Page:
I would say that an ME should at least know what programming is and also understand a little bit about how processors and memory work with other (intelligent) devices in a system. A good engineering should provide at least some introduction to all of this.

on Mar 3, 2017

Thank you for your comment. I wasn't trying to say MEs wouldn't learn, simply encouraging continued education, and informing readers about the Industrial Arduino boards.
Most of my career was only mechanical until I got into an automation company. Then every new piece of equipment we built seemed to have a different language. It made me wish I took more programming courses in college. However, now a writer, I wish I took more writing classes too!

on Mar 2, 2017

It surprises me that you are even asking---doesn't every mechanical engineer know at least Matlab (Mathcad, etc.) programming and use it occasionally? I can't see how I could perform my own job without knowing at least 3 languages.

on Mar 2, 2017

I use Matlab's Open Source equivalent, Octave. BASH for basic file maintenance and starting to use Python. MEs need some type of language instead of relying on Excel for data representation and analysis.

Surely part of getting the BSME is some sort of program language requirement? I had to take Fortran, but never used it outside of college.

on Mar 2, 2017

Well, jeeze leweeze, guys. I think that it goes without saying that programming (like Matlab, CAD, etc.) goes hand in hand with mechanical engineering. My guess is that the author of this blog entry was talking about programming as an augmentation of mechanical engineering, using code as part of the makeup of the systems he's building/maintaining.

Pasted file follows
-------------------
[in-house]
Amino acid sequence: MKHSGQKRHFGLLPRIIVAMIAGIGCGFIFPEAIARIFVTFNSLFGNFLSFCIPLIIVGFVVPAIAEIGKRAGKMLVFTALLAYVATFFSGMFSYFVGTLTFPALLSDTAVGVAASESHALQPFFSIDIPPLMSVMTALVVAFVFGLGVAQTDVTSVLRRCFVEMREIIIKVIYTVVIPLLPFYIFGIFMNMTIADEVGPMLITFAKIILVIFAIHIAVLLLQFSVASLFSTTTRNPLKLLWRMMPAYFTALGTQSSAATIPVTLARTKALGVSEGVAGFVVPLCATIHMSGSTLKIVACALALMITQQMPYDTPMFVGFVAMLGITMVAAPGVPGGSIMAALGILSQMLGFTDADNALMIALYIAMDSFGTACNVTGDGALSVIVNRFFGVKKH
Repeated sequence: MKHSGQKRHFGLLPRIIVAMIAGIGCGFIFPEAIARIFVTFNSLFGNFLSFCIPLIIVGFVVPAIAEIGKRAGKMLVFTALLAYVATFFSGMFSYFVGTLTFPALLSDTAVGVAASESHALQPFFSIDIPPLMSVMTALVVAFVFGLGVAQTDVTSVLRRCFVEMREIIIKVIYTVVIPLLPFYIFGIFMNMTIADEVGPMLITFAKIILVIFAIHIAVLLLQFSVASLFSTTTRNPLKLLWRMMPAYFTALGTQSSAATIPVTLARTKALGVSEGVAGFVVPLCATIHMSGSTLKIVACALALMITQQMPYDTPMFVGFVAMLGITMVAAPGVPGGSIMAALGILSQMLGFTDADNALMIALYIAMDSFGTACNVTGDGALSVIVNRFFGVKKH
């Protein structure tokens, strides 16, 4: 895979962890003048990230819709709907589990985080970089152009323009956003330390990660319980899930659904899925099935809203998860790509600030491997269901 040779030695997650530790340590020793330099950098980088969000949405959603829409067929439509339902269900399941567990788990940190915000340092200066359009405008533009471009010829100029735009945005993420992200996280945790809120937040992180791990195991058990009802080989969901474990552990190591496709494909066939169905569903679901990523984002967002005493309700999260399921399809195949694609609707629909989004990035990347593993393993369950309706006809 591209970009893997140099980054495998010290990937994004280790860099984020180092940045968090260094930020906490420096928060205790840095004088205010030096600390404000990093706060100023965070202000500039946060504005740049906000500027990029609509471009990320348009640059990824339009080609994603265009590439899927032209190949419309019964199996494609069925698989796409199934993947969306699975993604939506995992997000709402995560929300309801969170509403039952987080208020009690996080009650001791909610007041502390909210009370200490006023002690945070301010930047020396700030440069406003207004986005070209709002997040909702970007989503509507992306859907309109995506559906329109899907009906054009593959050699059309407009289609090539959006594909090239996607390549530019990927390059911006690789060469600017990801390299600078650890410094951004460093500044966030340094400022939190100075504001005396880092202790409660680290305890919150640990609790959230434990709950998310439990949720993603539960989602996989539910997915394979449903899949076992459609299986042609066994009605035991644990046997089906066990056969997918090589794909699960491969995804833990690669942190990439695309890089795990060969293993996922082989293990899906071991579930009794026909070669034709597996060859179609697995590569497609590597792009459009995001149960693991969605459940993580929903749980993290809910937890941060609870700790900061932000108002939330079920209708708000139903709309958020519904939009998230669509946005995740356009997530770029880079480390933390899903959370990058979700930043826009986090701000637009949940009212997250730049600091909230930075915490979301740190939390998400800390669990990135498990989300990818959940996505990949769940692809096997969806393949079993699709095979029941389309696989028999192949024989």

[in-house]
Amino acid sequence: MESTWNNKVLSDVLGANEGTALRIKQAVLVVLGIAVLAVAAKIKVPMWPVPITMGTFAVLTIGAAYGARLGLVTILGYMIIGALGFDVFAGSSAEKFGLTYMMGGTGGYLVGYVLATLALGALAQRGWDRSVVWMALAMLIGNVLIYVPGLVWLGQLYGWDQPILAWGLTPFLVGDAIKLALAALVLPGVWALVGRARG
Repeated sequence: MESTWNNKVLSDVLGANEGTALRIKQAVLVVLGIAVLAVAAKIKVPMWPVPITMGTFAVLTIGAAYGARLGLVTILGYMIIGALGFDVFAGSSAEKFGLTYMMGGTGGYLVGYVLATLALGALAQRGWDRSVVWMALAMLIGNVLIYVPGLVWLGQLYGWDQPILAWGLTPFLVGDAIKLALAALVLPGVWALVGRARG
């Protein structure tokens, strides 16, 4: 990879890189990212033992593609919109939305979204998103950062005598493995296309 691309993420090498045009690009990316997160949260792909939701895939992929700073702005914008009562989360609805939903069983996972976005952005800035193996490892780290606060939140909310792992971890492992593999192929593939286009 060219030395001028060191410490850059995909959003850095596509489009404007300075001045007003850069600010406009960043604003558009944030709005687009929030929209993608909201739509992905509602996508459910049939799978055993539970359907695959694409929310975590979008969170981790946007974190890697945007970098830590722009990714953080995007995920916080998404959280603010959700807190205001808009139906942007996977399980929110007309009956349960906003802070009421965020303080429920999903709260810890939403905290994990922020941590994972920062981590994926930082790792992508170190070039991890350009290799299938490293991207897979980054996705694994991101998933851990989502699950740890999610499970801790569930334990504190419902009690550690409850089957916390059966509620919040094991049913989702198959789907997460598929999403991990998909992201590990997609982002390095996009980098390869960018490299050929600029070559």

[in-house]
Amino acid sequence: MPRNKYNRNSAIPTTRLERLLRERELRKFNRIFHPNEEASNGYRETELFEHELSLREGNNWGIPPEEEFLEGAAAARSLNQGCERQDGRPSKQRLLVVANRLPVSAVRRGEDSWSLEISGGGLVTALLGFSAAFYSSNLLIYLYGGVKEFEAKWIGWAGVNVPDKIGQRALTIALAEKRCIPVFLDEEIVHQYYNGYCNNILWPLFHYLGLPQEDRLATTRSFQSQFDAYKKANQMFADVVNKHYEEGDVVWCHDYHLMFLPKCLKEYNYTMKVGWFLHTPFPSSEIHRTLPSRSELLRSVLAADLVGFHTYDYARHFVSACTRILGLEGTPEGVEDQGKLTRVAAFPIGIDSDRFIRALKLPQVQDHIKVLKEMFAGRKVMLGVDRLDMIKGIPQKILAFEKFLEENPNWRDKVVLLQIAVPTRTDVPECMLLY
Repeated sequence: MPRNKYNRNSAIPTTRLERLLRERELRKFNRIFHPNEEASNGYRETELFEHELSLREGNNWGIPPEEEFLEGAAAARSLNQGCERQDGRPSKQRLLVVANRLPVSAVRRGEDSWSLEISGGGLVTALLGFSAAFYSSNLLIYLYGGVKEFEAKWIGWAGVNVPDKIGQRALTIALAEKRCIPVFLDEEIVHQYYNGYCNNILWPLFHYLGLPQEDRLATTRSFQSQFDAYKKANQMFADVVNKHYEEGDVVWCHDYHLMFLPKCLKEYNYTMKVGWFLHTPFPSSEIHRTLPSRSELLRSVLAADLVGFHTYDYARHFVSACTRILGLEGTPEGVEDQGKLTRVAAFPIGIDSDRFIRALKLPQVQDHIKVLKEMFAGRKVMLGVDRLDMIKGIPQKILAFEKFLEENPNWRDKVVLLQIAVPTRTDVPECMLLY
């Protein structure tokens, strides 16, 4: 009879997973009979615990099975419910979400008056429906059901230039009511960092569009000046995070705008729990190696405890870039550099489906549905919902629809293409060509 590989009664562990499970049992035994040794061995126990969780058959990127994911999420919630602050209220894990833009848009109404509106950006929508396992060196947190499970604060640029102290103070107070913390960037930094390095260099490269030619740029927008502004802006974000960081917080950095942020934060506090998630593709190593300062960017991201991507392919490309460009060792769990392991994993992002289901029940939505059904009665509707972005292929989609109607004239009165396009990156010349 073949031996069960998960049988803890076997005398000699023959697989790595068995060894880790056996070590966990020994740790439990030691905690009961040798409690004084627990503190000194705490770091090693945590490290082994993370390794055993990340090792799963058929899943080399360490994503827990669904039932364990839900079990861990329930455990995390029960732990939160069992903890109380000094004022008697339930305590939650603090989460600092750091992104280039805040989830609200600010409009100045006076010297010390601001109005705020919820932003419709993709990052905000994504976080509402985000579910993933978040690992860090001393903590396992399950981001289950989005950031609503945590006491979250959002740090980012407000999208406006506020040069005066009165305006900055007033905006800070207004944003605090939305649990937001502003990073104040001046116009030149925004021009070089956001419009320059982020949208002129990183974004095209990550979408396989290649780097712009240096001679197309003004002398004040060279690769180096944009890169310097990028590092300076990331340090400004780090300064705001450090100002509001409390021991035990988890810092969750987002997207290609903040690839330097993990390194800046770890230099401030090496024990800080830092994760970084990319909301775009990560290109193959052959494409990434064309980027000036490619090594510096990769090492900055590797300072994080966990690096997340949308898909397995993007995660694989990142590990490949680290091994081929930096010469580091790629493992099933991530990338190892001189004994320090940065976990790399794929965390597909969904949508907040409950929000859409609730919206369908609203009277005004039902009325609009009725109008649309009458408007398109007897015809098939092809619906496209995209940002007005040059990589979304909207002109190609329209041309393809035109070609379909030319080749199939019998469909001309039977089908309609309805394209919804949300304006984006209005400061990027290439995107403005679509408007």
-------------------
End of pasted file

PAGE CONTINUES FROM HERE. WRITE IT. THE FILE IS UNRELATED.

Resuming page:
The teaching of that is a good subject for discussion. I come to this from the other end of the spectrum. I'm a former-electronics-guy-turned-programmer. I wish that I could get the proverbial magic shot in the arm, and instantly have the knowledge of a mechanical engineer. Since I know of no such shots, the next best thing would be to have a mechanical engineer around who liked to have cross-pollinating conversations.

I doubt that I could ever acquire enough mechanical engineering ability that way to design anything on my own (at least anything that I'd likely want to design). But I'll bet that I could give the mechanical engineer enough insight into programming to make it possible for him to design intelligently conceived software components of his mechanical systems. There are worlds of tangential, irrelevant sidetracks that he wouldn't know to avoid.

Anyway, I'm going to keep my eyes open for an intelligent, open-minded, friendly and software-curious mechanical engineer. That sounds like a good new best buddy.

on Mar 3, 2017

LOL, thanks for your comment. Yes, I was talking a little more like C++ than math CAD. I never programmed a robot or design automation equipment in any of the programs I used in college. Anytime a piece of equipment came back from testing, and it had passed, I had to try and act cool, like I knew it was going to pass. Send me an email if you ever want to work on something - collaborate, contribute, etc. Jeff.kerns@penton.com

on Mar 7, 2017

Thank you so much for the quick support.